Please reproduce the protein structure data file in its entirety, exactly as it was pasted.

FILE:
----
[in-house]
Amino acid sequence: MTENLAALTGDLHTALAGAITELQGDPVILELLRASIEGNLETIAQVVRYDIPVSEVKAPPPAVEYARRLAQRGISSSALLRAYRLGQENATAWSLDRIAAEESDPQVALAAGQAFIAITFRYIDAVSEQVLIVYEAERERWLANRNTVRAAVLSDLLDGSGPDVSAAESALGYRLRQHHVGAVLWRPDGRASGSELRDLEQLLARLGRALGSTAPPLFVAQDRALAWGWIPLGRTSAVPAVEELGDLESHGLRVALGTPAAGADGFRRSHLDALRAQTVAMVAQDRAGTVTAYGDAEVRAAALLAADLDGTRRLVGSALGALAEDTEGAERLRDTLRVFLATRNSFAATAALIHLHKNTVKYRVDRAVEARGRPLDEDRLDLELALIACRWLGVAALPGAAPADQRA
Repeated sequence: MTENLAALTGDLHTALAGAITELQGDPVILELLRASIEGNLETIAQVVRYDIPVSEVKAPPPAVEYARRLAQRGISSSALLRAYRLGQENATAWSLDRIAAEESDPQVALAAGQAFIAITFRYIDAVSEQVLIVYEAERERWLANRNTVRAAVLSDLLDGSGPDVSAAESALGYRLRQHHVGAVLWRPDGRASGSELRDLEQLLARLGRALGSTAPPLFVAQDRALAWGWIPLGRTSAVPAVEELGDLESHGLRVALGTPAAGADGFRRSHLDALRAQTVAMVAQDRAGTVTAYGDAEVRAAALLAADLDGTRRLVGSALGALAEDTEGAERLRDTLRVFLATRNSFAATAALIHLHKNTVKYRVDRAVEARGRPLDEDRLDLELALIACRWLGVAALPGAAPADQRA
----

[in-house]
Amino acid sequence: MTENLAALTGDLHTALAGAITELQGDPVILELLRASIEGNLETIAQVVRYDIPVSEVKAPPPAVEYARRLAQRGISSSALLRAYRLGQENATAWSLDRIAAEESDPQVALAAGQAFIAITFRYIDAVSEQVLIVYEAERERWLANRNTVRAAVLSDLLDGSGPDVSAAESALGYRLRQHHVGAVLWRPDGRASGSELRDLEQLLARLGRALGSTAPPLFVAQDRALAWGWIPLGRTSAVPAVEELGDLESHGLRVALGTPAAGADGFRRSHLDALRAQTVAMVAQDRAGTVTAYGDAEVRAAALLAADLDGTRRLVGSALGALAEDTEGAERLRDTLRVFLATRNSFAATAALIHLHKNTVKYRVDRAVEARGRPLDEDRLDLELALIACRWLGVAALPGAAPADQRA
Repeated sequence: MTENLAALTGDLHTALAGAITELQGDPVILELLRASIEGNLETIAQVVRYDIPVSEVKAPPPAVEYARRLAQRGISSSALLRAYRLGQENATAWSLDRIAAEESDPQVALAAGQAFIAITFRYIDAVSEQVLIVYEAERERWLANRNTVRAAVLSDLLDGSGPDVSAAESALGYRLRQHHVGAVLWRPDGRASGSELRDLEQLLARLGRALGSTAPPLFVAQDRALAWGWIPLGRTSAVPAVEELGDLESHGLRVALGTPAAGADGFRRSHLDALRAQTVAMVAQDRAGTVTAYGDAEVRAAALLAADLDGTRRLVGSALGALAEDTEGAERLRDTLRVFLATRNSFAATAALIHLHKNTVKYRVDRAVEARGRPLDEDRLDLELALIACRWLGVAALPGAAPADQRA